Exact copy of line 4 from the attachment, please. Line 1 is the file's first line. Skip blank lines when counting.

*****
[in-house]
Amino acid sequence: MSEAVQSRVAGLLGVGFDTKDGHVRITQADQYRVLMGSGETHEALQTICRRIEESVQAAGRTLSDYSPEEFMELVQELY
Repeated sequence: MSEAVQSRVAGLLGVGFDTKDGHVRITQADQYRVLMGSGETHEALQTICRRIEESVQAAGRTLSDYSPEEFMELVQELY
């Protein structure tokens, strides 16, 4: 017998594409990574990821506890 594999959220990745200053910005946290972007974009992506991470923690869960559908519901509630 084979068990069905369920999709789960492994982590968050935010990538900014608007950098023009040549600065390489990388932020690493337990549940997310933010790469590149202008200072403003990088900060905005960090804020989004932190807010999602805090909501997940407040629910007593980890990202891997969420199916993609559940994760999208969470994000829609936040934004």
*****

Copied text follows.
């Protein structure tokens, strides 16, 4: 017998594409990574990821506890 594999959220990745200053910005946290972007974009992506991470923690869960559908519901509630 084979068990069905369920999709789960492994982590968050935010990538900014608007950098023009040549600065390489990388932020690493337990549940997310933010790469590149202008200072403003990088900060905005960090804020989004932190807010999602805090909501997940407040629910007593980890990202891997969420199916993609559940994760999208969470994000829609936040934004």